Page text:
Month: July 2016 (Page 1 of 4)

Reflections from #InstCon

This year, Instructure held their annual Canvas conference, #InstCon 16. The consciously kitschy summer camp theme drew from and heightened the stunning beauty of the host town, Keystone, Colorado. I attended with my colleague Keegan Long-Wheeler, and, over the course of the week, the two of us walked something like 35 miles along stream-side paths going from one conference site to the next—I nearly ran out of eggs in Pokemon Go.

As a PR event, the conference was clearly designed to build brand loyalty. The food, housing, and surroundings were fantastic, and both Keegan and I quoted Jurassic Park’s John Hammond repeatedly:

Spared No Expense meme from Jurassic Park

Along with the luxurious summer camp, the Panda, the unofficial icon of the Canvas brand, was omnipresent and further promoted the branding purpose of the conference:

While the setting and the branding will be the most memorable aspects of the trip, the conference itself was also very successful. I met a broad range of educators including everyone from Australian boarding schools, to large American K-12 systems, to Canadian techs working on self-hosted LMS solutions, to Big 10 edTech types. The talks were generally good (more on that below) and I got a lay of the land in terms of what people are doing with Canvas, what the key challenges are, and how both programmers and instructors are expanding the boundaries of what Canvas can do as an LMS.

I blogged about most of the presentations I attended. Most of these are simple summaries of the presentation with a few connecting thoughts or reflections:

The talks were a bit uneven. About 70% of the talks I attended at InstCon were well done, which puts it inline with almost every other conference I’ve attended. Sage-on-a-stage is never my favorite presentation format, and the 50 minute talks were too long for my attention span. Part of the reason I blogged so much was create a note-taking challenge to force myself to stay engaged.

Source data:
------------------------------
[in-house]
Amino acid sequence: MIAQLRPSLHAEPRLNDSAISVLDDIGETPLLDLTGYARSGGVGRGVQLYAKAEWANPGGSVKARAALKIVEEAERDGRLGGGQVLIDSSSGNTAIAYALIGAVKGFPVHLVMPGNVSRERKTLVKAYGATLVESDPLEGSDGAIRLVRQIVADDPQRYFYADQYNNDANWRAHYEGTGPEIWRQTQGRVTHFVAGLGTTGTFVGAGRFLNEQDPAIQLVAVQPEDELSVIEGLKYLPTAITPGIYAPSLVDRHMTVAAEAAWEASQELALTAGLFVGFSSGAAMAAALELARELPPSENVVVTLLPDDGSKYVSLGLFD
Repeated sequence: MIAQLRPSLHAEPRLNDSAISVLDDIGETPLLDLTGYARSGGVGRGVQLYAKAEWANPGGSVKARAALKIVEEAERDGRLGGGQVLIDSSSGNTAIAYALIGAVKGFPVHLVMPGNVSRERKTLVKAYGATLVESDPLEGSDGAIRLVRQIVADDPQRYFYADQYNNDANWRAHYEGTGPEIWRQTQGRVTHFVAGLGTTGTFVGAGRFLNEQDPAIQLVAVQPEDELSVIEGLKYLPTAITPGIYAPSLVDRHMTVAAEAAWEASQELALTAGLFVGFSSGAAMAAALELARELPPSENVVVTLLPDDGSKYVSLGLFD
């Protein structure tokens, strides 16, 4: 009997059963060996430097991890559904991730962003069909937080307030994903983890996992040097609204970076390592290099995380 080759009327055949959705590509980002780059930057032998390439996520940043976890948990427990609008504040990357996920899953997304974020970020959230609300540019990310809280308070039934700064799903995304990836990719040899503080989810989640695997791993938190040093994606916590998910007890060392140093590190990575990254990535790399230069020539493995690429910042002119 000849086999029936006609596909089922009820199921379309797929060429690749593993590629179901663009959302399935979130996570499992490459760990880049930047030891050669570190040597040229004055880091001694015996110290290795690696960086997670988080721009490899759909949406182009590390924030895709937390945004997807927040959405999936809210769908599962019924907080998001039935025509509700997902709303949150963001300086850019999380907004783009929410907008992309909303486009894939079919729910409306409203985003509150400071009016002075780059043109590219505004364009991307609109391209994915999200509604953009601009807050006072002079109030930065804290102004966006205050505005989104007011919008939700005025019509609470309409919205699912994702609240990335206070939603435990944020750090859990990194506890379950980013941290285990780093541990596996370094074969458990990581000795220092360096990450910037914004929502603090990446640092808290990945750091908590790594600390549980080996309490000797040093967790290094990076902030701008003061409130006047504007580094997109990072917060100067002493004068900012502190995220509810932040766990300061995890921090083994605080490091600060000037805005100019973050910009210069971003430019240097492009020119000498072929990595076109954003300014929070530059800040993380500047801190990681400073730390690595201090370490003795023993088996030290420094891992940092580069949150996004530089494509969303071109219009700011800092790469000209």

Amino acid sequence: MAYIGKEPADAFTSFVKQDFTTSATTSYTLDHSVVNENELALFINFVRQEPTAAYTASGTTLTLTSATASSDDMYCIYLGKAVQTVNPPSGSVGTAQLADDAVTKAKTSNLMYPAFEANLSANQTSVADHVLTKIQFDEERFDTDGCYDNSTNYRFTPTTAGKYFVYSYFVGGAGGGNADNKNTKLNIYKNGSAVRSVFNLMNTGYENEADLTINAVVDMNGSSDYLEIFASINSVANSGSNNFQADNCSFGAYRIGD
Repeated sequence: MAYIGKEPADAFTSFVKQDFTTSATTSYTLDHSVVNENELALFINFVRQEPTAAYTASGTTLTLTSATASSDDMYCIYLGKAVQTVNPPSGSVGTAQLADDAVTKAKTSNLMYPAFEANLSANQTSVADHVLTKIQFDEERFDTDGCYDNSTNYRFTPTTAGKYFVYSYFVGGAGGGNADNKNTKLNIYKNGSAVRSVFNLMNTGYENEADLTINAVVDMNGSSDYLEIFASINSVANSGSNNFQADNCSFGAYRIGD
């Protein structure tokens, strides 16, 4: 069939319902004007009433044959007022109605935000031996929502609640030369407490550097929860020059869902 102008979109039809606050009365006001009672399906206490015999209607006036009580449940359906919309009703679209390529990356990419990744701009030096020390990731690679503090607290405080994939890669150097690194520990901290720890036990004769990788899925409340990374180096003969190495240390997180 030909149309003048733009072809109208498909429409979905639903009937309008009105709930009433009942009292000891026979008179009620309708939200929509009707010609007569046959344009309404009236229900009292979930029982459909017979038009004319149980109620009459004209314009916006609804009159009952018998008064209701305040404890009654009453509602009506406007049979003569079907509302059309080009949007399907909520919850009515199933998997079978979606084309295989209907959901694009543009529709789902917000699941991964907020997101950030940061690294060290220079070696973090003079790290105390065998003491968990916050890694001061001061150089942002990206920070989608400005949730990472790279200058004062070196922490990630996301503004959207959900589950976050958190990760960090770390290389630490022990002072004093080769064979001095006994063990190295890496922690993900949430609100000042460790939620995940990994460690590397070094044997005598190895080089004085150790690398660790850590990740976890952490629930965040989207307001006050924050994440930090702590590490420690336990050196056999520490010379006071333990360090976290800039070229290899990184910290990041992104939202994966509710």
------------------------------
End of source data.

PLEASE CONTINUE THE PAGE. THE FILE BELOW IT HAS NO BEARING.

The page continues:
As the Atlantic continually reminds us, lecture is an art-form and some of the presenters were more gifted than others. Terence Priester’s gave an excellent presentation on reflective student blogging at Newington College, Sydney, and he held the audience’s attention throughout. The presentations on Design Thinking and Role-Play, two subjects that I’m extremely interested in, failed because they failed to connect to Canvas in the first case and failed to identify a broader impact/application in the second.

For me, the most interesting talks were those that focused on Canvas’s API and LTI integrations. The ability to pull basic information about student activity through the Canvas API and use that to trigger notifications to the teacher and/or students is really exciting. For example, you could pull the data for a course to see which students had logged in over the last week or accessed the various pages related to a specific lesson. You could then use code to trigger an email to any students who hadn’t logged in for a few days or weeks to remind them about the importance of consistent activity. Alternatively, you could create a dashboard to visualize activity, grades, textual analysis, etc. from a course. The talk on Google Scripts demonstrated how to do this data analysis with lightweight apps while user groups for Tableau showed how to do this on a larger scale.